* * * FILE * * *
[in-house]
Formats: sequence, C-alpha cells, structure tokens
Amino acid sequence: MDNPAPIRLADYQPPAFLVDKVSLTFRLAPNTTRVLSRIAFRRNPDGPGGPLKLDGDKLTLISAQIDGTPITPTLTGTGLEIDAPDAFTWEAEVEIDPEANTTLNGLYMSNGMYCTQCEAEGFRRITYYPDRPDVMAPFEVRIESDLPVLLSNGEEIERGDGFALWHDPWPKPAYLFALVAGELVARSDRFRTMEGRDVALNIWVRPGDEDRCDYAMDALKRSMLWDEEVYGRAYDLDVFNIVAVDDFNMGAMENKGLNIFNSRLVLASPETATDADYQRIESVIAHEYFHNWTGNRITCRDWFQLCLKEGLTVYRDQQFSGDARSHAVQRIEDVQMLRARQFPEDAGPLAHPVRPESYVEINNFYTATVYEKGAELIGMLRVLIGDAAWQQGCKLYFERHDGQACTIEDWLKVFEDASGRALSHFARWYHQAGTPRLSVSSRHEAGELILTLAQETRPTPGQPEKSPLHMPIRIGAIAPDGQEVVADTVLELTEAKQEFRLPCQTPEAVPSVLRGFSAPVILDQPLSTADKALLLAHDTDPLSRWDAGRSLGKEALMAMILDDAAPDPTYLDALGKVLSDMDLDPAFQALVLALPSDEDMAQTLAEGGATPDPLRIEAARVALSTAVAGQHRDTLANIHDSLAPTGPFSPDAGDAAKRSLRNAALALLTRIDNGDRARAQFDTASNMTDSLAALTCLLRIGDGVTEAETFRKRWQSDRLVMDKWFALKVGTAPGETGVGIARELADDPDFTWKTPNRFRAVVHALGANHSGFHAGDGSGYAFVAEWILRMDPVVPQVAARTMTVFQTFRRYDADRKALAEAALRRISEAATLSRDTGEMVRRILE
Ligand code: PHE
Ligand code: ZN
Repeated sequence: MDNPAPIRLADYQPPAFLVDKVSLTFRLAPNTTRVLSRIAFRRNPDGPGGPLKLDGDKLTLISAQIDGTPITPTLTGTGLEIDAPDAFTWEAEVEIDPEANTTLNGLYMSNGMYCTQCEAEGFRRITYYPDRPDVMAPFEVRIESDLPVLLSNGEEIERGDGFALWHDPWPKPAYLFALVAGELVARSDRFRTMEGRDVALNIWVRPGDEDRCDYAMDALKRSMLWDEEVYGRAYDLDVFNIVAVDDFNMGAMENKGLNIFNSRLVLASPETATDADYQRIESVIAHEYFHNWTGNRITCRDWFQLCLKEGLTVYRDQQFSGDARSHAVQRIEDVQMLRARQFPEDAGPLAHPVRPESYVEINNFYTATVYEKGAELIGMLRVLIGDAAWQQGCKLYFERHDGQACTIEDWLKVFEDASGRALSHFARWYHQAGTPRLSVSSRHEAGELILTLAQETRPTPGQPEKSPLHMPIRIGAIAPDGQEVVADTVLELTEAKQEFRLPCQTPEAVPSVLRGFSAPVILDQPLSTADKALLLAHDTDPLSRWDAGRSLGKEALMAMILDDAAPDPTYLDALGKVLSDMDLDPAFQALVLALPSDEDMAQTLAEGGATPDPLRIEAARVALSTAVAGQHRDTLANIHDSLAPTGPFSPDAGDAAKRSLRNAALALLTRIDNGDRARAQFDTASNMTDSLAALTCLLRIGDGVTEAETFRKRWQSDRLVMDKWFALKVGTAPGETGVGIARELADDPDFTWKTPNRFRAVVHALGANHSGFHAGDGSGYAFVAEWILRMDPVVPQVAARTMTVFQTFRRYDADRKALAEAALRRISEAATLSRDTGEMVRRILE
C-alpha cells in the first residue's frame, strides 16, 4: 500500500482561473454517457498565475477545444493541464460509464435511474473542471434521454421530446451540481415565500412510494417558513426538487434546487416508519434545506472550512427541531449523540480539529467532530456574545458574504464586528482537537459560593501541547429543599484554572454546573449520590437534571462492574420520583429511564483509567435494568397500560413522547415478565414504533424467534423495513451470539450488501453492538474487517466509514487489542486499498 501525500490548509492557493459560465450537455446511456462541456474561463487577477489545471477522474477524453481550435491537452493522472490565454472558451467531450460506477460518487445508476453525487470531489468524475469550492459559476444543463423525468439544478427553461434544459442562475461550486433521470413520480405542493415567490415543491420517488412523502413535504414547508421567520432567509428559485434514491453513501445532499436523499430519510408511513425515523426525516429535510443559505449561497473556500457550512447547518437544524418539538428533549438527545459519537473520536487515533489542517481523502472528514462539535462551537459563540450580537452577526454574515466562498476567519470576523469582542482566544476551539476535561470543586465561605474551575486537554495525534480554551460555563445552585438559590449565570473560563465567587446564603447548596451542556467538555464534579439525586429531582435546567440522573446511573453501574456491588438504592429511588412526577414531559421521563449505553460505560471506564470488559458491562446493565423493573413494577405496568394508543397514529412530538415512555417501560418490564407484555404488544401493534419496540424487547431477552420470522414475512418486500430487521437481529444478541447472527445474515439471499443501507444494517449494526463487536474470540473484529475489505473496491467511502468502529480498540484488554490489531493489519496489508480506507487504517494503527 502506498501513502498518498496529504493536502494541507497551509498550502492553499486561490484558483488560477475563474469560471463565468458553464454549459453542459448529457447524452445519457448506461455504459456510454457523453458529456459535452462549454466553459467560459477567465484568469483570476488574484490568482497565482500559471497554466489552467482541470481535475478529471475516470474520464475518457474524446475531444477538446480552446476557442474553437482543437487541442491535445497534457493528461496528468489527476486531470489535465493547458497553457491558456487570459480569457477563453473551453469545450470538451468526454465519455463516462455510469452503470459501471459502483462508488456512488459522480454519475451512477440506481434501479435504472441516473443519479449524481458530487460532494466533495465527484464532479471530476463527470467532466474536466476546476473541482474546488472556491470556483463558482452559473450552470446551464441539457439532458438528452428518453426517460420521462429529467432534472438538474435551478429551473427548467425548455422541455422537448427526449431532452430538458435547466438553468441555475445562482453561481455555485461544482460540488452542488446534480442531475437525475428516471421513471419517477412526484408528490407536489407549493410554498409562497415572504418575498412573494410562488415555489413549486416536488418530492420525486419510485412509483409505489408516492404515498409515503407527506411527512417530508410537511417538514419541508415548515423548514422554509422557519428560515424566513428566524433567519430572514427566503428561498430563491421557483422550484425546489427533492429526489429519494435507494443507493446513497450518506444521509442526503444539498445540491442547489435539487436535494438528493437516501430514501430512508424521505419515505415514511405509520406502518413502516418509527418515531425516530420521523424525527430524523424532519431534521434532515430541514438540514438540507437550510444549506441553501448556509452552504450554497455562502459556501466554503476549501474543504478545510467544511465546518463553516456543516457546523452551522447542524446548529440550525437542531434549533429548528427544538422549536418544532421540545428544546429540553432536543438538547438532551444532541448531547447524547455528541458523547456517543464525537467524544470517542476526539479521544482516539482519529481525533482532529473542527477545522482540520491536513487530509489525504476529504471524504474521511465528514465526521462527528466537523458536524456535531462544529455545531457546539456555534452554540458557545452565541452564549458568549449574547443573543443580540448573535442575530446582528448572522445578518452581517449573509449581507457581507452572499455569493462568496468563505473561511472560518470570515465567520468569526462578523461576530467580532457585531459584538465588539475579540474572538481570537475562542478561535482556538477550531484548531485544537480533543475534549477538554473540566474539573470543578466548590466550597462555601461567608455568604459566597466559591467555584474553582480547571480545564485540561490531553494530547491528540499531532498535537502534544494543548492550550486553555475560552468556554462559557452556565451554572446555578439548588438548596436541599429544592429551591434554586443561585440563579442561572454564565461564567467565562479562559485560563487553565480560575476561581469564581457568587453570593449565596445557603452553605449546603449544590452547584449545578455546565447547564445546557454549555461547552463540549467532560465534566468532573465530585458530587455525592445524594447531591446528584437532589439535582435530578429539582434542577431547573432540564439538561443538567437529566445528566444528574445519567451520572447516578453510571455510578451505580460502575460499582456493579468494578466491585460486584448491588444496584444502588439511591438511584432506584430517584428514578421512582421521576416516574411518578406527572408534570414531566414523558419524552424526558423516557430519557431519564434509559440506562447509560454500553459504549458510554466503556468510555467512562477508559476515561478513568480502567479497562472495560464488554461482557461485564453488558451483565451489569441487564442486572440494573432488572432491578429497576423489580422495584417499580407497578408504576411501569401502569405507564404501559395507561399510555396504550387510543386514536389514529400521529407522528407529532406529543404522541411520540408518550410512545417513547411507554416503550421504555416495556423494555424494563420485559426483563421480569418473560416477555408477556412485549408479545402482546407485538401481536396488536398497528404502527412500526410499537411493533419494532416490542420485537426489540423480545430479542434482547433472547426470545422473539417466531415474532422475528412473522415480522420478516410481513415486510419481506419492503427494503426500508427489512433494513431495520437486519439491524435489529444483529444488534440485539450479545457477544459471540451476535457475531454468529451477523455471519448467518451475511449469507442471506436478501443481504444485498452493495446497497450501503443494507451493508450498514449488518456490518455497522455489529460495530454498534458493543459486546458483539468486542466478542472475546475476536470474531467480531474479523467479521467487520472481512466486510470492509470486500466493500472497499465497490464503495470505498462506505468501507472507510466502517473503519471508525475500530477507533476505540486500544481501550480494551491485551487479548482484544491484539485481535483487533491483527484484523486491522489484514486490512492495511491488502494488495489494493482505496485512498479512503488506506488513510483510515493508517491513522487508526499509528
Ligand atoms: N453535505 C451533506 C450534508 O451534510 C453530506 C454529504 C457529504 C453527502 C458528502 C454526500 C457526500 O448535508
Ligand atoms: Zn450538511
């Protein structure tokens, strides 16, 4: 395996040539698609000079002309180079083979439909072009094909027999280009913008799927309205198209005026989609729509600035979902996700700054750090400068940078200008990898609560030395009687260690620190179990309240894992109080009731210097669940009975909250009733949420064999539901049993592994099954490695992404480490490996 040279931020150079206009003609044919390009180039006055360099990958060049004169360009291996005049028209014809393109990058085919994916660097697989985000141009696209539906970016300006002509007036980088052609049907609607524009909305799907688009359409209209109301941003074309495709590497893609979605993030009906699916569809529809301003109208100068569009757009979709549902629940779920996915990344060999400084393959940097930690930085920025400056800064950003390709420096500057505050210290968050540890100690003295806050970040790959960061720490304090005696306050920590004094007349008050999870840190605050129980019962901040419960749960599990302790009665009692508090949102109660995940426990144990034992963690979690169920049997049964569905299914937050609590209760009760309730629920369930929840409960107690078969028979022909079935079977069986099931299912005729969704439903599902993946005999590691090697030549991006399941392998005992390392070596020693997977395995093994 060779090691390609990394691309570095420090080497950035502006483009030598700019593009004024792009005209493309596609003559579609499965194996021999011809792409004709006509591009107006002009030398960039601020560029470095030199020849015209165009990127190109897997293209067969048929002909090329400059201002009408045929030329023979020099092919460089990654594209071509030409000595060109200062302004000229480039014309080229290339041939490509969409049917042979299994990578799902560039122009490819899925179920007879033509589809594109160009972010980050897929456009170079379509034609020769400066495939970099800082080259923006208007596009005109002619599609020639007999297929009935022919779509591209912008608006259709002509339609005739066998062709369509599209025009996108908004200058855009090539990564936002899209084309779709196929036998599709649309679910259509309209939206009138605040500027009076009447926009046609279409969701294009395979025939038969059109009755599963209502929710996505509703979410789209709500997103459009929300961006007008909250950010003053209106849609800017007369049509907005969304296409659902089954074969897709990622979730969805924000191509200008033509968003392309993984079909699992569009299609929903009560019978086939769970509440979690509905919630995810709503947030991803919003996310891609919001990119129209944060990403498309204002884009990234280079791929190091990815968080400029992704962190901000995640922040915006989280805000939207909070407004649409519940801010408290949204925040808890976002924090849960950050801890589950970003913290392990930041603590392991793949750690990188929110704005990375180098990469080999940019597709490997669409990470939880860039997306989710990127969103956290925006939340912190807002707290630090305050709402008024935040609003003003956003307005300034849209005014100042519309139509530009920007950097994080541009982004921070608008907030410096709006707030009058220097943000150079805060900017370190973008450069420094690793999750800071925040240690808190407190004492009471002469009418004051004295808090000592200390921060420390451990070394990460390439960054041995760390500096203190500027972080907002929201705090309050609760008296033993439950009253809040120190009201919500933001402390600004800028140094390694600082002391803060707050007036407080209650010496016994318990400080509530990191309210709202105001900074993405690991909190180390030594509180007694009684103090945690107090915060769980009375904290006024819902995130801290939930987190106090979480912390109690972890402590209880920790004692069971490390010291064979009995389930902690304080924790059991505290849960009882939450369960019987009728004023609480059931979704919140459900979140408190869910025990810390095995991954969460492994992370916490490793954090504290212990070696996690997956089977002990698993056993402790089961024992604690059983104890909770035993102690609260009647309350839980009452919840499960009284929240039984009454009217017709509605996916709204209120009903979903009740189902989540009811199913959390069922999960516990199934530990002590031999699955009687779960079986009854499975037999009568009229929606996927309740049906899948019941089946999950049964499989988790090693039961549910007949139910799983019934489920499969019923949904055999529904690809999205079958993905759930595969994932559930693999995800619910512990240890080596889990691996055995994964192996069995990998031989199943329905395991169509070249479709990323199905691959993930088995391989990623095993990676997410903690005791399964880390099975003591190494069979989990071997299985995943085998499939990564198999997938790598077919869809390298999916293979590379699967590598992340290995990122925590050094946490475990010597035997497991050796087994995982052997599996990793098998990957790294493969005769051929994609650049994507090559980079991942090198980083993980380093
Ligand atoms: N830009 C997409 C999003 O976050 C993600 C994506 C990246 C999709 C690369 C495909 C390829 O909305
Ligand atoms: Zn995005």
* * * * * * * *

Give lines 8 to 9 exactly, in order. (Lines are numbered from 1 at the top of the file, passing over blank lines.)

Ligand atoms: N453535505 C451533506 C450534508 O451534510 C453530506 C454529504 C457529504 C453527502 C458528502 C454526500 C457526500 O448535508
Ligand atoms: Zn450538511